In This Story
After a childhood diagnosis of dyslexia and eye convergence problems, Sonja Phillips-Thomas turned to movies, television and music.
She loved stories “but reading them was tiring for me,” said the George Mason University senior. “Movies, television, and music were ways I could enjoy stories in a less tiring way.”
Now Phillips-Thomas is majoring in both film and music at Mason’s College of Visual and Performing Arts (CVPA), and she hopes to utilize both disciples to fulfill her love of telling stories.
“The idea of making the representation I want to see means a lot to me. I can create the worlds I wish existed,” she said.
Phillips-Thomas was also in guitar ensemble in grade school. “Classical guitar became a part of my life and I loved creating pieces with it,” she said.
When Phillips-Thomas worked as an office assistant for Samantha Sinagra, the Film at Mason academic and program manager, Sinagra asked her to create a virtual tour for the program.
“I gave her creative control over it,” said Sinagra. “I knew she could put something together using both her passions. She did animation and composed music just for this tour, and it came out great.”
In addition to creating the virtual tour, Phillips-Thomas also serves as a Mason Music Ambassador and sees her role as a point of contact for current and potential students.
She also recently scored the film White Mirror, directed by CVPA student Taj Kokayi. The film follows a Black man who has the opportunity to appear White to the world. The question is, does he want this opportunity?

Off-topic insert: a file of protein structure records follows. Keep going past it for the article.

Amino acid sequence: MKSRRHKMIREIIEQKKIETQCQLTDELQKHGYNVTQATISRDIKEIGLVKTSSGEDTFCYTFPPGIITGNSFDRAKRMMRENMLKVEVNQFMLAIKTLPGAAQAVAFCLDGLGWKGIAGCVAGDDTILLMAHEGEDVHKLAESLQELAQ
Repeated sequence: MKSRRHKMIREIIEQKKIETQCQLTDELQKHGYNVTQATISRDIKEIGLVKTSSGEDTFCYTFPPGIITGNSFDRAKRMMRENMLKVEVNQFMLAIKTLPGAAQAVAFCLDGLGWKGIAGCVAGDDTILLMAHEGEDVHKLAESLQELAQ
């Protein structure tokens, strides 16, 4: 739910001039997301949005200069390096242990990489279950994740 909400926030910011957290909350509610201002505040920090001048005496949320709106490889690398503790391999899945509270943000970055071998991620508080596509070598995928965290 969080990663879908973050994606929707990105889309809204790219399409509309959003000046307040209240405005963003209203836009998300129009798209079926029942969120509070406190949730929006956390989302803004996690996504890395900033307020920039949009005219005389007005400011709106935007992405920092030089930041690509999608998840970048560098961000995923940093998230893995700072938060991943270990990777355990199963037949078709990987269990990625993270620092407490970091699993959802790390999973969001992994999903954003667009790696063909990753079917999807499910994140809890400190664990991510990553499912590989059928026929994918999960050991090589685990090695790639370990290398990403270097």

“She’s one of the few composers in our program,” said Sinagra. “To have a student so skilled in music and film is rare.”
“Sonja put in a lot of work and time on the film, and it greatly showed,” said Amanda Kraus, a term assistant professor of sound and editing. “I believe her work truly enhanced the overall film and made a difference in the emotional context.”
Phillips won Best Film Score at the 2022 Mason Film Festival for her work.
“I tried some different techniques and asked my music professors their thoughts on some aspects of it,” said Phillips-Thomas, who also used her own voice for the credit’s song.
Phillips-Thomas used a mix of Middle Eastern instruments and synthesizers, she said. “I used phasing/double and countermelody techniques, where you duplicate a vocal take and push the duplicate a little behind the original take to make a wider sound.”
“I had never done that with instruments until I saw an example of that in my music history class.”
Phillips-Thomas was working at the Mason Film Festival and was happily surprised she got the award, she said.
“I was a part of the jury that awarded her this award and acknowledged her countless hours of work!” said Kraus. “I think CVPA gave her a place to grow and breathe as an artist. Sonja’s work stood out and as a result she was sought out by her classmates to collaborate on projects.”
Phillips-Thomas also recently finished an internship with National Geographic Studios.
“I worked under one of the producers, Anna Derryberry, and it was great.” she said. “I got to meet other interns at different departments like FX, Hulu, and Imagineers.”
Disney, National Geographic’s parent company, also gave interns the opportunity to do a 60-second “day in a life” video. During her last week she gave a presentation for National Geographic Studios about all she learned as an intern.
This fall Phillips-Thomas is enrolled in a documentary film class and hopes to film something featuring animals or cuisine. She is also working on a web series and a science fiction book that she hopes to eventually turn into a television or films series.